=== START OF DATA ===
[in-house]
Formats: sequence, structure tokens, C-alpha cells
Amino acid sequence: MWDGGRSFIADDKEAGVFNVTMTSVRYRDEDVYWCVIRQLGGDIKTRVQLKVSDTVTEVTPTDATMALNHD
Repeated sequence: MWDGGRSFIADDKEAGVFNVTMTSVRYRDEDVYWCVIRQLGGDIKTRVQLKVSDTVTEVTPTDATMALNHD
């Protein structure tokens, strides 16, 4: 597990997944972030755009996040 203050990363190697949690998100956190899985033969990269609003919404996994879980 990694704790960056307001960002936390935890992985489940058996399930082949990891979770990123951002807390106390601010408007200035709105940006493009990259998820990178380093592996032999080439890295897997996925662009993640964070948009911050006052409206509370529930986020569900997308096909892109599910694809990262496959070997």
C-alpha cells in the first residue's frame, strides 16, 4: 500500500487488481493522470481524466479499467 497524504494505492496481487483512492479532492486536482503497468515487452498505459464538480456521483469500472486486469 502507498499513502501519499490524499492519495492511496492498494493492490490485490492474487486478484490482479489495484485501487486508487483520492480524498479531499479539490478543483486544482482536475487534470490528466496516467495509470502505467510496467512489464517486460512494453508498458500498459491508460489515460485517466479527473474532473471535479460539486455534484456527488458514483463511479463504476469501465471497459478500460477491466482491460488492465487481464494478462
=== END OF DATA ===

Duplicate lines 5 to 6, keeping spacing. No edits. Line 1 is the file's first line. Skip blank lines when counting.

């Protein structure tokens, strides 16, 4: 597990997944972030755009996040 203050990363190697949690998100956190899985033969990269609003919404996994879980 990694704790960056307001960002936390935890992985489940058996399930082949990891979770990123951002807390106390601010408007200035709105940006493009990259998820990178380093592996032999080439890295897997996925662009993640964070948009911050006052409206509370529930986020569900997308096909892109599910694809990262496959070997």
C-alpha cells in the first residue's frame, strides 16, 4: 500500500487488481493522470481524466479499467 497524504494505492496481487483512492479532492486536482503497468515487452498505459464538480456521483469500472486486469 502507498499513502501519499490524499492519495492511496492498494493492490490485490492474487486478484490482479489495484485501487486508487483520492480524498479531499479539490478543483486544482482536475487534470490528466496516467495509470502505467510496467512489464517486460512494453508498458500498459491508460489515460485517466479527473474532473471535479460539486455534484456527488458514483463511479463504476469501465471497459478500460477491466482491460488492465487481464494478462